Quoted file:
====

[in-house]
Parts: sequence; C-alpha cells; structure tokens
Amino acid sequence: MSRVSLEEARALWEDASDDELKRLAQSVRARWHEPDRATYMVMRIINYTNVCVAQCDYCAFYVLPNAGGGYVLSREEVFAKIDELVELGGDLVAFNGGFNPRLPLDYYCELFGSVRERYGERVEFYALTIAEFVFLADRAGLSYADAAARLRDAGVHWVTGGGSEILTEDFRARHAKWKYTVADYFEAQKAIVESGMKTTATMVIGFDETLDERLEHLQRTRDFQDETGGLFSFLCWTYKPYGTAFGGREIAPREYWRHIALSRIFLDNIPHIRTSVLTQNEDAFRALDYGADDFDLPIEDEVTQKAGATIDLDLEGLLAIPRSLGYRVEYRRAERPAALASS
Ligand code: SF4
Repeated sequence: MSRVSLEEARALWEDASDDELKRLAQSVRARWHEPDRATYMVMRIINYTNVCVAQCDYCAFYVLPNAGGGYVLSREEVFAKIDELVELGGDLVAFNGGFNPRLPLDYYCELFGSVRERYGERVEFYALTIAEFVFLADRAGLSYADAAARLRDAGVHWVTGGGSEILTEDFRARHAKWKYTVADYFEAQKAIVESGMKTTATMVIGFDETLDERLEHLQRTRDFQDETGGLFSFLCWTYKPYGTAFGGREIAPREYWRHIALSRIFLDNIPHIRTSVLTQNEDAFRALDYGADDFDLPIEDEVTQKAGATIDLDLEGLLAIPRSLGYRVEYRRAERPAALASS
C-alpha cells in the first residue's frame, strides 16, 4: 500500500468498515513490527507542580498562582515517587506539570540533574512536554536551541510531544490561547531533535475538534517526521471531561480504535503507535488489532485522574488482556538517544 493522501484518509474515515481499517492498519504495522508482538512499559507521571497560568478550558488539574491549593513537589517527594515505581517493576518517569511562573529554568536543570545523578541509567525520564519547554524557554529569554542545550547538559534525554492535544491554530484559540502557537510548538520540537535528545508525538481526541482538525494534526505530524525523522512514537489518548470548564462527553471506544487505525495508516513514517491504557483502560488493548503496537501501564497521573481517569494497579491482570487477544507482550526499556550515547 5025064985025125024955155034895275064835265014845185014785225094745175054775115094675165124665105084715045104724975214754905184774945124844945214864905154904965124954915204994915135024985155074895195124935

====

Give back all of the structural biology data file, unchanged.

[in-house]
Parts: sequence; C-alpha cells; structure tokens
Amino acid sequence: MSRVSLEEARALWEDASDDELKRLAQSVRARWHEPDRATYMVMRIINYTNVCVAQCDYCAFYVLPNAGGGYVLSREEVFAKIDELVELGGDLVAFNGGFNPRLPLDYYCELFGSVRERYGERVEFYALTIAEFVFLADRAGLSYADAAARLRDAGVHWVTGGGSEILTEDFRARHAKWKYTVADYFEAQKAIVESGMKTTATMVIGFDETLDERLEHLQRTRDFQDETGGLFSFLCWTYKPYGTAFGGREIAPREYWRHIALSRIFLDNIPHIRTSVLTQNEDAFRALDYGADDFDLPIEDEVTQKAGATIDLDLEGLLAIPRSLGYRVEYRRAERPAALASS
Ligand code: SF4
Repeated sequence: MSRVSLEEARALWEDASDDELKRLAQSVRARWHEPDRATYMVMRIINYTNVCVAQCDYCAFYVLPNAGGGYVLSREEVFAKIDELVELGGDLVAFNGGFNPRLPLDYYCELFGSVRERYGERVEFYALTIAEFVFLADRAGLSYADAAARLRDAGVHWVTGGGSEILTEDFRARHAKWKYTVADYFEAQKAIVESGMKTTATMVIGFDETLDERLEHLQRTRDFQDETGGLFSFLCWTYKPYGTAFGGREIAPREYWRHIALSRIFLDNIPHIRTSVLTQNEDAFRALDYGADDFDLPIEDEVTQKAGATIDLDLEGLLAIPRSLGYRVEYRRAERPAALASS
C-alpha cells in the first residue's frame, strides 16, 4: 500500500468498515513490527507542580498562582515517587506539570540533574512536554536551541510531544490561547531533535475538534517526521471531561480504535503507535488489532485522574488482556538517544 493522501484518509474515515481499517492498519504495522508482538512499559507521571497560568478550558488539574491549593513537589517527594515505581517493576518517569511562573529554568536543570545523578541509567525520564519547554524557554529569554542545550547538559534525554492535544491554530484559540502557537510548538520540537535528545508525538481526541482538525494534526505530524525523522512514537489518548470548564462527553471506544487505525495508516513514517491504557483502560488493548503496537501501564497521573481517569494497579491482570487477544507482550526499556550515547 5025064985025125024955155034895275064835265014845185014785225094745175054775115094675165124665105084715045104724975214754905184774945124844945214864905154904965124954915204994915135024985155074895195124935